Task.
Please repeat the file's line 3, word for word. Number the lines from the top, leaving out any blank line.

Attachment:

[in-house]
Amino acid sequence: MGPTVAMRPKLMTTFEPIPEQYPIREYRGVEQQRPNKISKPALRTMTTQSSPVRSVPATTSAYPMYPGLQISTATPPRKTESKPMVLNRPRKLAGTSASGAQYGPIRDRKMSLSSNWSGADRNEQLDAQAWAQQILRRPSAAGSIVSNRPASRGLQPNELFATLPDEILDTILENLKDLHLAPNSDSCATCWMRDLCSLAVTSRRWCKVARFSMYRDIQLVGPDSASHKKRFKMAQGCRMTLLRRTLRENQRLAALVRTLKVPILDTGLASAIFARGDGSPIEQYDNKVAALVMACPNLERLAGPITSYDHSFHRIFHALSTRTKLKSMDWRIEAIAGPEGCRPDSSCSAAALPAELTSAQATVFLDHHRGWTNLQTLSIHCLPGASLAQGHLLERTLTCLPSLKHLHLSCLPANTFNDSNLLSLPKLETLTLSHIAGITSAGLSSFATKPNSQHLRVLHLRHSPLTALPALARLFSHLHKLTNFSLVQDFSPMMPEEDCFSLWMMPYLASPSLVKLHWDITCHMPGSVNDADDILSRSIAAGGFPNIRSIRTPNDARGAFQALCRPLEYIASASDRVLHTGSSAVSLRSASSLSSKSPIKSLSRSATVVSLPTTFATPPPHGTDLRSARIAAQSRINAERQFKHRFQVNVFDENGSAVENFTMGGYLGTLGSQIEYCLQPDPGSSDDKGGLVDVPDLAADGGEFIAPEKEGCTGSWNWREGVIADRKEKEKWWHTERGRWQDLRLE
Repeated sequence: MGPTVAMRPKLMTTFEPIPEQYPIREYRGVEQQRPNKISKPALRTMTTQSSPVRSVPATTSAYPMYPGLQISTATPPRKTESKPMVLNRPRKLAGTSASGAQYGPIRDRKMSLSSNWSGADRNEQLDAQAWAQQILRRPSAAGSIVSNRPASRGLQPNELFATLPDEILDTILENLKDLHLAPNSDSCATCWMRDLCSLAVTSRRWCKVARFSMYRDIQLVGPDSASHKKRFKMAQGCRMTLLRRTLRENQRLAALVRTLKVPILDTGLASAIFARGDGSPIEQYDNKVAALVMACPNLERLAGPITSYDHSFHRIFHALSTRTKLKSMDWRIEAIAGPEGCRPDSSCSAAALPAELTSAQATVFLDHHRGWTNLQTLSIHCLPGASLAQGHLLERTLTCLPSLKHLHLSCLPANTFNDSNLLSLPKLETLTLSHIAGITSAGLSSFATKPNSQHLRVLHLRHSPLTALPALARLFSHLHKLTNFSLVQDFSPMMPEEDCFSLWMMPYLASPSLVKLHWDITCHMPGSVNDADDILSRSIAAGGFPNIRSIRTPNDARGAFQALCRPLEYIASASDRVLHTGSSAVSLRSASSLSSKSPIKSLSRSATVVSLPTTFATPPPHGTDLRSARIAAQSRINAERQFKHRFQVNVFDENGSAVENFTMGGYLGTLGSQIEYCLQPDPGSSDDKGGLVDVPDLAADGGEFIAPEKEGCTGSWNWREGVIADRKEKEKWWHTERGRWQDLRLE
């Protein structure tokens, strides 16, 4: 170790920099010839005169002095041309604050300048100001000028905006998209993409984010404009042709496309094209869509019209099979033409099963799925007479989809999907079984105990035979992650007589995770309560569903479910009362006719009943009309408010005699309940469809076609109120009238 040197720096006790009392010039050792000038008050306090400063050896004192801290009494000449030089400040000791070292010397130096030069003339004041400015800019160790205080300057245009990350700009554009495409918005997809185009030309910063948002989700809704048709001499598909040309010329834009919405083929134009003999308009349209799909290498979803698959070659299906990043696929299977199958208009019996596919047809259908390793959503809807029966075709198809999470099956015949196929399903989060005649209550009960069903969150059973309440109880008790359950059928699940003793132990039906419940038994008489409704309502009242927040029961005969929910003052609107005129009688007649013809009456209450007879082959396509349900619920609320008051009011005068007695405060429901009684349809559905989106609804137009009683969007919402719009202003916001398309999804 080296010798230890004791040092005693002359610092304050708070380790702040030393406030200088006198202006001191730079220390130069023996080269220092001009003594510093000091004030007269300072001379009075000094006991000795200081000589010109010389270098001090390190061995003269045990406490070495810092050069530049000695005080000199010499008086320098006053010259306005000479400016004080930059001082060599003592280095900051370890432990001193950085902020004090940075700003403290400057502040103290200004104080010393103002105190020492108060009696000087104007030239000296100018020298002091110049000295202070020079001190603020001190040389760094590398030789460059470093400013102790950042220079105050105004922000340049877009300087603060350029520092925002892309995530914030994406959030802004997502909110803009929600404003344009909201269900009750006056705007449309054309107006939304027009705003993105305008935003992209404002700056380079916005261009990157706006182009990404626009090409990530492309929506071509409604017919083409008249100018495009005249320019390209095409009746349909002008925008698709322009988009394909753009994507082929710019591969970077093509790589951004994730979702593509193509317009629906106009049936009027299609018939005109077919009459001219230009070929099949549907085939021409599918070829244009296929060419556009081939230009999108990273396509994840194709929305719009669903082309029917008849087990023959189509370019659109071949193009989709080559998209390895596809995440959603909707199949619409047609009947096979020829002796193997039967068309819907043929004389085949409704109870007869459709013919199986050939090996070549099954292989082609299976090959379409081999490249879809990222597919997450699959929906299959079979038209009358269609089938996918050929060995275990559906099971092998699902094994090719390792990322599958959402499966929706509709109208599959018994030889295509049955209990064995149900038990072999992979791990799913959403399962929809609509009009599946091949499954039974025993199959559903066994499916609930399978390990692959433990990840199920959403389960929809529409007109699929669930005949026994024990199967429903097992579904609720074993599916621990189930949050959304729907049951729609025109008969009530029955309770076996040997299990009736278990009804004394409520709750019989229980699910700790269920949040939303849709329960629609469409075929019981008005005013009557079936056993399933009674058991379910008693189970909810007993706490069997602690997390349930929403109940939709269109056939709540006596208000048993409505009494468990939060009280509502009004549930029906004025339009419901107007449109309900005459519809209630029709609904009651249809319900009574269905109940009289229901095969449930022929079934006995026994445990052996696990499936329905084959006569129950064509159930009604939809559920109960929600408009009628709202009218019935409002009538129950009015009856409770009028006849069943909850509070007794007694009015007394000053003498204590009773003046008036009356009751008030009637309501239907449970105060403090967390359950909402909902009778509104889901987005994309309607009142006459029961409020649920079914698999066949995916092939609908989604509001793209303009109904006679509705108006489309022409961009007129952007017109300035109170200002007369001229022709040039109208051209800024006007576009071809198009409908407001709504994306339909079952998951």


Repeated sequence: MGPTVAMRPKLMTTFEPIPEQYPIREYRGVEQQRPNKISKPALRTMTTQSSPVRSVPATTSAYPMYPGLQISTATPPRKTESKPMVLNRPRKLAGTSASGAQYGPIRDRKMSLSSNWSGADRNEQLDAQAWAQQILRRPSAAGSIVSNRPASRGLQPNELFATLPDEILDTILENLKDLHLAPNSDSCATCWMRDLCSLAVTSRRWCKVARFSMYRDIQLVGPDSASHKKRFKMAQGCRMTLLRRTLRENQRLAALVRTLKVPILDTGLASAIFARGDGSPIEQYDNKVAALVMACPNLERLAGPITSYDHSFHRIFHALSTRTKLKSMDWRIEAIAGPEGCRPDSSCSAAALPAELTSAQATVFLDHHRGWTNLQTLSIHCLPGASLAQGHLLERTLTCLPSLKHLHLSCLPANTFNDSNLLSLPKLETLTLSHIAGITSAGLSSFATKPNSQHLRVLHLRHSPLTALPALARLFSHLHKLTNFSLVQDFSPMMPEEDCFSLWMMPYLASPSLVKLHWDITCHMPGSVNDADDILSRSIAAGGFPNIRSIRTPNDARGAFQALCRPLEYIASASDRVLHTGSSAVSLRSASSLSSKSPIKSLSRSATVVSLPTTFATPPPHGTDLRSARIAAQSRINAERQFKHRFQVNVFDENGSAVENFTMGGYLGTLGSQIEYCLQPDPGSSDDKGGLVDVPDLAADGGEFIAPEKEGCTGSWNWREGVIADRKEKEKWWHTERGRWQDLRLE